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Lessons to learn from the junior doctors

I can’t be the only one who has been watching the junior doctor protests, strike ballot and negotiations, while thinking (Dodgy cockney accent) ‘Go on my son!’

I’m writing this as negotiations have resumed and strike action is postponed. We don’t know what – if any – ground the Government will give, and the BMA is taking a gamble by going back to the table.

But what is clear is that having such a massive show of unity behind industrial action by junior doctors has put negotiators in a position to push for real concessions. No doctor wants to strike. But the threat of this ensured that their voices were heard.

Whatever the outcome, the juniors have shown us that the medical profession still has a few tricks up its sleeve. Listen up – it will be us next. What can we learn?

1. You need a figure head. Or two. Not only has the JDC had the far-from-junior Obstetric Registrar Dr Johann Malawana as its chair – his unflappable calm pervading all public appearances and interviews – he has also risen above personal attacks, tabloid smears and the most gutter-level journalism Newsnight has seen for some time. There have also been several ‘unofficial’ leaders, holding no formal elected position but working alongside Dr Malawana to deliver a message straight from juniors to the press and public. This combination has let the BMA get on with the sometimes restrictive business of following Union legislation, while the grassroots has had the freedom to speak plainly and do what needs to be done. The Twitter #Istandwithjohann has been a formidable display of unity.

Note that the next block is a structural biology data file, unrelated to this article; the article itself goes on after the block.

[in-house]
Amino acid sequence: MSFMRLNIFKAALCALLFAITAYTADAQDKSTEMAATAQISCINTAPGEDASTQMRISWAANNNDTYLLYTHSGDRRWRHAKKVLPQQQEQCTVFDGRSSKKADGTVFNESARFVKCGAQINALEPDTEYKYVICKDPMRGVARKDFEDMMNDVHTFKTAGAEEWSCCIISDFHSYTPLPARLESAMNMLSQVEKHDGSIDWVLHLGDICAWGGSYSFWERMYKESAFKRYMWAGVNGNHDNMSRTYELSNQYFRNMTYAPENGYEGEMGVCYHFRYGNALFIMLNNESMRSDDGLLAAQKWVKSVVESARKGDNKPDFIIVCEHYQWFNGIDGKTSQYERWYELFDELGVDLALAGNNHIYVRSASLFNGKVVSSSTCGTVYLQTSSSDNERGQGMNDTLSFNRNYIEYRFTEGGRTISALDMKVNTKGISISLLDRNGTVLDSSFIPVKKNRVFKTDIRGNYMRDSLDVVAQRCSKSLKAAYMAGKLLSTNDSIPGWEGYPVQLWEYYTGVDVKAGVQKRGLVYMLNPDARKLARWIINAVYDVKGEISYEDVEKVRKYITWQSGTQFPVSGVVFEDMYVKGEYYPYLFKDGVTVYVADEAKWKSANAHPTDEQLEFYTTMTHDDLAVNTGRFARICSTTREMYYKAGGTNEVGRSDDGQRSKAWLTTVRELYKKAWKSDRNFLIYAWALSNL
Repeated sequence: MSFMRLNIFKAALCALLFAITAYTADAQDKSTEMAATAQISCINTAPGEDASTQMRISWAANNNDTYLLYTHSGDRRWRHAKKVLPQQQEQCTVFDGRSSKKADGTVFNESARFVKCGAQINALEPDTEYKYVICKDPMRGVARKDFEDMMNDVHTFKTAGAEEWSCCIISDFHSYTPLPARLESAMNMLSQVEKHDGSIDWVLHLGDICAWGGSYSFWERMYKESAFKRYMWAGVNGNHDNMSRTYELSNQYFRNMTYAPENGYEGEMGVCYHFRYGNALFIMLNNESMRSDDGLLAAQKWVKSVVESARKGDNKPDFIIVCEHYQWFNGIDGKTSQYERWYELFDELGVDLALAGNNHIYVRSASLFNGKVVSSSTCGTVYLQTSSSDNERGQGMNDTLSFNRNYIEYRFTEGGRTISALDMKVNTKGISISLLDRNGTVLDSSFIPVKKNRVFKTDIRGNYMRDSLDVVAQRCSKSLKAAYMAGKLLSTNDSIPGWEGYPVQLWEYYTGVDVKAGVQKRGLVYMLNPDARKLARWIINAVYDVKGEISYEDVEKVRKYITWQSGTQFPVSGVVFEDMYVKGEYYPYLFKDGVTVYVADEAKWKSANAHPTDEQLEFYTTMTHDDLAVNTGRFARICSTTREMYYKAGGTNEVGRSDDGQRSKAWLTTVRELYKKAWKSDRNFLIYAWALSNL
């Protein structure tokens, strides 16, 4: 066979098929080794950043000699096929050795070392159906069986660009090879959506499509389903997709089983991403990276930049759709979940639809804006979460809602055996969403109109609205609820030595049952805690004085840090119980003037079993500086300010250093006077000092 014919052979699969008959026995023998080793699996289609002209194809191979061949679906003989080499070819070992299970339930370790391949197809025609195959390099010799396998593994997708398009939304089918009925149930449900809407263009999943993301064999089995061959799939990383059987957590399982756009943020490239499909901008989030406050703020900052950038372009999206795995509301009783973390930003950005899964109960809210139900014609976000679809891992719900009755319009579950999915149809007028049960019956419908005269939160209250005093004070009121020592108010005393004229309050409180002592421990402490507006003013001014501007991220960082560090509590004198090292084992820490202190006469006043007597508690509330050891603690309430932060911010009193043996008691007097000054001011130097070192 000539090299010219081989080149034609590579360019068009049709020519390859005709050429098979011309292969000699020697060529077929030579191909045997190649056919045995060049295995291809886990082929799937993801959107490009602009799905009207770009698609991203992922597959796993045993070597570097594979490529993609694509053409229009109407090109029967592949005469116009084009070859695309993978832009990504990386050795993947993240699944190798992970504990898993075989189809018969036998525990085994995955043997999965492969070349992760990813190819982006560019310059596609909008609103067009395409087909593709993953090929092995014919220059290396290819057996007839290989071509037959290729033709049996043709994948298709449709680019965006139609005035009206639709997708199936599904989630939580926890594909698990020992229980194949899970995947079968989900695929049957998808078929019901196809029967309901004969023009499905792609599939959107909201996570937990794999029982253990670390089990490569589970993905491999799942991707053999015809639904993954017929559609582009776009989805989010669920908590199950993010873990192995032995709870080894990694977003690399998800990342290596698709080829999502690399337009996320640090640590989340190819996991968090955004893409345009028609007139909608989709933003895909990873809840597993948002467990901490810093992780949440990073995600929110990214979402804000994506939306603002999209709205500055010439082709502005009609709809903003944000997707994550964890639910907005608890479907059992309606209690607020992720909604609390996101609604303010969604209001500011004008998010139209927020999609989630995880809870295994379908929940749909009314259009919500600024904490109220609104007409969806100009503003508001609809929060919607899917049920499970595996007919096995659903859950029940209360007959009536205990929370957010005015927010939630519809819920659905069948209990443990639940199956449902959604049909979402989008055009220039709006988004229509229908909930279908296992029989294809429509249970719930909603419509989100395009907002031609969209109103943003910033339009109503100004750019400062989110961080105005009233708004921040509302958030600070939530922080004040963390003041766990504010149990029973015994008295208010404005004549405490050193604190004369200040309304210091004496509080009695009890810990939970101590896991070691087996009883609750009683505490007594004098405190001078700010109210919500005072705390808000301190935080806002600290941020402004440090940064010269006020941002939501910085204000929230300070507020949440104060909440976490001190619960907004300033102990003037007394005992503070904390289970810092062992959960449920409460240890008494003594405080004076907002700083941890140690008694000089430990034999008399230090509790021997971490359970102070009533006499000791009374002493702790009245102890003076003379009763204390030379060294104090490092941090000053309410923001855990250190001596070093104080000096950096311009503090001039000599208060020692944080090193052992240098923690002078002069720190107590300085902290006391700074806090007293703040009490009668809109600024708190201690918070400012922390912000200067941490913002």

2. Use social media. within hours of the announcement of a strike ballot beginning, a brand new Facebook group sprang up and gathered almost 60,000 junior doctors as members. A clear Twitter campaign co-ordinating efforts across the country, and the use of consistent hashtags as part of this, meant the press knew what to look for. Several people have reflected that had social media been as big during the MTAS debacle, the juniors at that time may well have won the day. If you aren’t on Twitter and Facebook, get on there now. They are powerful tools.

3. Show unity. This hasn’t come easily. There has been tireless local and national campaigning from those leading the BMA campaign, and those working alongside but not within the union. Pushing for a double yes vote in the strike ballot has given the BMA the mandate it needed to re-enter negotiations in a strong position. But don’t make the government’s mistake of thinking this is all random. The juniors have been their own PR department. Literally hundreds of Facebook, email and Whatsapp groups have been co-ordinating the message, the interviews, the key lines to be repeated by any junior doctor speaking to the press. Individual stories and blogs have been written, proof read, approved or shelved. Personal crusades and off message spouting has been firmly discouraged. Stories on the front page of right wing papers, taken from moles within some of these groups, have served as a somber reminder that big brother is watching. But after a steep learning curve, they have it nailed. There are disagreements, but they are behind closed doors. The message is unity, and the almost unanimous strike ballot result confirms that. This could be the hardest thing for us to emulate.

4. Be intelligent. I have been amazed to witness the collective might of such a highly qualified profession in action. We underestimate ourselves again and again. The juniors did the same to start with, but feeling they had nothing to lose has led them to push the boundaries. They reversed the spin of research papers showing a link between spinning that the NHS isn’t open 7 days, and resulting delayed presentation and mortality, with stories of the ‘Hunt Effect’ deterring patients from accessing care at weekends. Junior doctors going out into towns and cities to speak directly to the public via #meetthedrs has galvanised public support. Engaging with patient groups, asking for GP support and input, listening but not being afraid to act. It has been incredible.

We don’t know how this will all end, what I do know is we will face this soon; the Government is already talking about putting seven-day access into the GP contract. But there are valuable lessons to learn from the junior doctors, and I hope valuable allies we should be working with.

Let’s hope you can teach the old dogs new tricks.

Dr Zoe Norris is a GP in Hull